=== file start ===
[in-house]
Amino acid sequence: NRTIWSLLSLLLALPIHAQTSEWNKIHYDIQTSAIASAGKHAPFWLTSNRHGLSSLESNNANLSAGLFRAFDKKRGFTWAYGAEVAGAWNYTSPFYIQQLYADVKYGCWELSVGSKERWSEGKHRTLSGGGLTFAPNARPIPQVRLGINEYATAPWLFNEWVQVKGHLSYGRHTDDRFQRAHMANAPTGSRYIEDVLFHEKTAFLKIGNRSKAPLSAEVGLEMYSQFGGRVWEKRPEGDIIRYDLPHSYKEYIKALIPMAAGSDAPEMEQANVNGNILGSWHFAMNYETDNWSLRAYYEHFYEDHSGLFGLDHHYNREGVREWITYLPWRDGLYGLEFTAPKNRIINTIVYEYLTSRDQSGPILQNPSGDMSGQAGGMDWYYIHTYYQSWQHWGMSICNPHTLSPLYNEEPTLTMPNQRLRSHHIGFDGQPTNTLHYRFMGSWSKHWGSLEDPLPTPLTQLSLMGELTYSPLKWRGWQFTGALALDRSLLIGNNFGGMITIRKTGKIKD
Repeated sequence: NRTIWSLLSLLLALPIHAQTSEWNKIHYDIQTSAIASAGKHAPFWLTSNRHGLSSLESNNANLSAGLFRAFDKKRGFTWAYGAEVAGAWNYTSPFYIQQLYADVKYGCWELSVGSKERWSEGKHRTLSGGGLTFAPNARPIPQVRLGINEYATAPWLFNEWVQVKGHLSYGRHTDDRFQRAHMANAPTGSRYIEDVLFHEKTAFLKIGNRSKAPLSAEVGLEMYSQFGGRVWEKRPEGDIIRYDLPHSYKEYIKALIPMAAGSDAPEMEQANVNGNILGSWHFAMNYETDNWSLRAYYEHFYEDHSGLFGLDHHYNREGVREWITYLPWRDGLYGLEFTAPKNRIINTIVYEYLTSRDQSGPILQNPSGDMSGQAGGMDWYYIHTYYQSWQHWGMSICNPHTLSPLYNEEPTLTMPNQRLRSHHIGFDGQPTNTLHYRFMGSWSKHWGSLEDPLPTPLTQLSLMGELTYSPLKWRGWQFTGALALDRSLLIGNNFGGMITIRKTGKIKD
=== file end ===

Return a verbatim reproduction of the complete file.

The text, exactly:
[in-house]
Amino acid sequence: NRTIWSLLSLLLALPIHAQTSEWNKIHYDIQTSAIASAGKHAPFWLTSNRHGLSSLESNNANLSAGLFRAFDKKRGFTWAYGAEVAGAWNYTSPFYIQQLYADVKYGCWELSVGSKERWSEGKHRTLSGGGLTFAPNARPIPQVRLGINEYATAPWLFNEWVQVKGHLSYGRHTDDRFQRAHMANAPTGSRYIEDVLFHEKTAFLKIGNRSKAPLSAEVGLEMYSQFGGRVWEKRPEGDIIRYDLPHSYKEYIKALIPMAAGSDAPEMEQANVNGNILGSWHFAMNYETDNWSLRAYYEHFYEDHSGLFGLDHHYNREGVREWITYLPWRDGLYGLEFTAPKNRIINTIVYEYLTSRDQSGPILQNPSGDMSGQAGGMDWYYIHTYYQSWQHWGMSICNPHTLSPLYNEEPTLTMPNQRLRSHHIGFDGQPTNTLHYRFMGSWSKHWGSLEDPLPTPLTQLSLMGELTYSPLKWRGWQFTGALALDRSLLIGNNFGGMITIRKTGKIKD
Repeated sequence: NRTIWSLLSLLLALPIHAQTSEWNKIHYDIQTSAIASAGKHAPFWLTSNRHGLSSLESNNANLSAGLFRAFDKKRGFTWAYGAEVAGAWNYTSPFYIQQLYADVKYGCWELSVGSKERWSEGKHRTLSGGGLTFAPNARPIPQVRLGINEYATAPWLFNEWVQVKGHLSYGRHTDDRFQRAHMANAPTGSRYIEDVLFHEKTAFLKIGNRSKAPLSAEVGLEMYSQFGGRVWEKRPEGDIIRYDLPHSYKEYIKALIPMAAGSDAPEMEQANVNGNILGSWHFAMNYETDNWSLRAYYEHFYEDHSGLFGLDHHYNREGVREWITYLPWRDGLYGLEFTAPKNRIINTIVYEYLTSRDQSGPILQNPSGDMSGQAGGMDWYYIHTYYQSWQHWGMSICNPHTLSPLYNEEPTLTMPNQRLRSHHIGFDGQPTNTLHYRFMGSWSKHWGSLEDPLPTPLTQLSLMGELTYSPLKWRGWQFTGALALDRSLLIGNNFGGMITIRKTGKIKD